yesterday our API (the API of qr.cx) returned rubbish for about 12 hours. i apologize for that, this will not happen again. we are working on a reimplementation which should be far more reliable.
however the thing had an upside. we were able to expose twitter bots who published this rubbish without checking. in total we found 336 twitter bots who did so. they included
<br /><b>Notice</b>: Undefined variable: [...] in <b>/[...]/qr.cx/htdocs/api/index.php</b>[...]"
in their tweets. a human being would not do that. firstly the API is made for automated use, so why would one use that on a regular basis; secondly the error is apparent to a human user. one would not publish a tweet with the full nonsense. the bots did.
so now we can search twitter for this perfidious string and see which account is a bot. this is good, this could help twitter™ to identify malicious users/bots and protect their normal human users.
but it also helps us, the urlshortener, to safeguard the system. we can identify spam links. we can search the twitter bot’s stream for links it has shortened before. those links are most likely links to spam or fraudulent pages. disabling those would be no harm.
i’m looking forward to implementing these security features. it will definitely require a little more thinking to setup a nice safe system.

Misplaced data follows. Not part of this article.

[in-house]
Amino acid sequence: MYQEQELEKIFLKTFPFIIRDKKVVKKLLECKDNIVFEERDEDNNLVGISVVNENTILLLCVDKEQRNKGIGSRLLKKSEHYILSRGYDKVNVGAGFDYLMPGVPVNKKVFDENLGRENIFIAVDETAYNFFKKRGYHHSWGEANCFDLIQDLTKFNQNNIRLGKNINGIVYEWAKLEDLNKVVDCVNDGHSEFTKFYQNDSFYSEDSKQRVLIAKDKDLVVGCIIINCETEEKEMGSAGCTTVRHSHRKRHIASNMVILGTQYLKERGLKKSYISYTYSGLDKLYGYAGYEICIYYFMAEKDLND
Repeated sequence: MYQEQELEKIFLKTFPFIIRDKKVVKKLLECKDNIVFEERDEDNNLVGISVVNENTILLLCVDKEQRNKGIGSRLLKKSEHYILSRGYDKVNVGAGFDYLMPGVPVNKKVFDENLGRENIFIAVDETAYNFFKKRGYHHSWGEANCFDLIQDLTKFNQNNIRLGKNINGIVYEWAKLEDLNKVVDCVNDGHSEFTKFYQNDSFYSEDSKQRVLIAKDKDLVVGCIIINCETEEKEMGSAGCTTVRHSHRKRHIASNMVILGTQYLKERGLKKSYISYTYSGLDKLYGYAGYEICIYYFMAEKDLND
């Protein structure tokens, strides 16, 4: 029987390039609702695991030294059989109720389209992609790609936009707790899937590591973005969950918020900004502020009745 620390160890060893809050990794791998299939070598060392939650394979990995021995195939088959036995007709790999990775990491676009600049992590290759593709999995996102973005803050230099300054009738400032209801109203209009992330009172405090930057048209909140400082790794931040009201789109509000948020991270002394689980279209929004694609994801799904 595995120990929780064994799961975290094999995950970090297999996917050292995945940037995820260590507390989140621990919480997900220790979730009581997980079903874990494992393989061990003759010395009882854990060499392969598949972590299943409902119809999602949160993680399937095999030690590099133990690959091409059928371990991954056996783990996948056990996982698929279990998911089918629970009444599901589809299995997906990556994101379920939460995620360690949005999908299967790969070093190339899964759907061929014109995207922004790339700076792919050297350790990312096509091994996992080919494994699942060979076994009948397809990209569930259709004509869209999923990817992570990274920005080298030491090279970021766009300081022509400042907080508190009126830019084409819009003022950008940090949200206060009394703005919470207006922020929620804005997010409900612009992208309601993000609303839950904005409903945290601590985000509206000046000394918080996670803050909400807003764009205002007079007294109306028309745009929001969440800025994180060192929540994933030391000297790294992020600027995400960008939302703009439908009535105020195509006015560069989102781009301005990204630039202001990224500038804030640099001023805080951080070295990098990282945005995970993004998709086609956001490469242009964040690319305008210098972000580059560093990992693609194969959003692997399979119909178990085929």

there has been some discussion (via @mstrohm) on the security of urlshorteners and i have been thinking about this the past days.
putting the problem of the bottle neck aside it leaves us with the possibility of spamming and/or loops and missing transparency when looking at urlshortening services. let’s say the advantage of shortening urls has to compensate one of the disadvantages; let’s take the bottle neck. it’s clear that one cannot shorten a url and expect the link to be independent or maybe distributed like DNS at the same time.
still there are 3 problems which have to be solved:
spamming: there are concepts which we know from mail services that can narrow this issue down. is.gd uses the surbl blacklisting service to check for spams. with a little fine tuning this is manageable.
loops: similar to the spamming problem, there must be a blocklist of sites that are not accepted for shortening. qr.cx already implements a list of about 200 services that are blocked from shortening. is.gd is saying so too, although they accepted qr.cx links and others at the time of writing. this is really easy to implement and should be done by every shortening service.
transparency: the problem here is that users cannot see where they are going when clicking a shortlink. the solution is again very easy to implement. tinyurl implements it by putting ‘preview’ as subdomain http://preview.tinyurl.com/m5l96j and qr.cx by putting ‘/get’ behind the shortlink: http://qr.cx/1r8/get.
curious as i am i decided Continue reading loops and stretching with urlshorteners…